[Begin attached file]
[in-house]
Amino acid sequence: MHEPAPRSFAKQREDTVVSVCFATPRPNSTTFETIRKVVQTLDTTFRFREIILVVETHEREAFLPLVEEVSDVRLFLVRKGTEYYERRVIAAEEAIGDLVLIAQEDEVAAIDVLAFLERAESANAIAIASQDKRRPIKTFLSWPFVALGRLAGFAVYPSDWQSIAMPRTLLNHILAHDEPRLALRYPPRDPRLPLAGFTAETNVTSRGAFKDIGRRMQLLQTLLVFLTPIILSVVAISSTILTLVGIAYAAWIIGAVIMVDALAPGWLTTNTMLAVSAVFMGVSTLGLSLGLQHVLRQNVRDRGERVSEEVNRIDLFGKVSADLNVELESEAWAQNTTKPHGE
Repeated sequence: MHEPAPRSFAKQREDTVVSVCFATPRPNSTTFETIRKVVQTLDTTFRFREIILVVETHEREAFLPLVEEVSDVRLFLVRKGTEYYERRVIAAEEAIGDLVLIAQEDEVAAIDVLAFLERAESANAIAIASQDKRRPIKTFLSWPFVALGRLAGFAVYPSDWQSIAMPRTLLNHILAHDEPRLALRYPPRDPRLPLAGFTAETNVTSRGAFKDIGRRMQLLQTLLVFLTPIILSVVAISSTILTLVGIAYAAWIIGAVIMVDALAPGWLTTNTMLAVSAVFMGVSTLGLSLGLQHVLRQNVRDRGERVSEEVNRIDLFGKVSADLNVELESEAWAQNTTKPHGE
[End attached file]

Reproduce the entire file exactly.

[in-house]
Amino acid sequence: MHEPAPRSFAKQREDTVVSVCFATPRPNSTTFETIRKVVQTLDTTFRFREIILVVETHEREAFLPLVEEVSDVRLFLVRKGTEYYERRVIAAEEAIGDLVLIAQEDEVAAIDVLAFLERAESANAIAIASQDKRRPIKTFLSWPFVALGRLAGFAVYPSDWQSIAMPRTLLNHILAHDEPRLALRYPPRDPRLPLAGFTAETNVTSRGAFKDIGRRMQLLQTLLVFLTPIILSVVAISSTILTLVGIAYAAWIIGAVIMVDALAPGWLTTNTMLAVSAVFMGVSTLGLSLGLQHVLRQNVRDRGERVSEEVNRIDLFGKVSADLNVELESEAWAQNTTKPHGE
Repeated sequence: MHEPAPRSFAKQREDTVVSVCFATPRPNSTTFETIRKVVQTLDTTFRFREIILVVETHEREAFLPLVEEVSDVRLFLVRKGTEYYERRVIAAEEAIGDLVLIAQEDEVAAIDVLAFLERAESANAIAIASQDKRRPIKTFLSWPFVALGRLAGFAVYPSDWQSIAMPRTLLNHILAHDEPRLALRYPPRDPRLPLAGFTAETNVTSRGAFKDIGRRMQLLQTLLVFLTPIILSVVAISSTILTLVGIAYAAWIIGAVIMVDALAPGWLTTNTMLAVSAVFMGVSTLGLSLGLQHVLRQNVRDRGERVSEEVNRIDLFGKVSADLNVELESEAWAQNTTKPHGE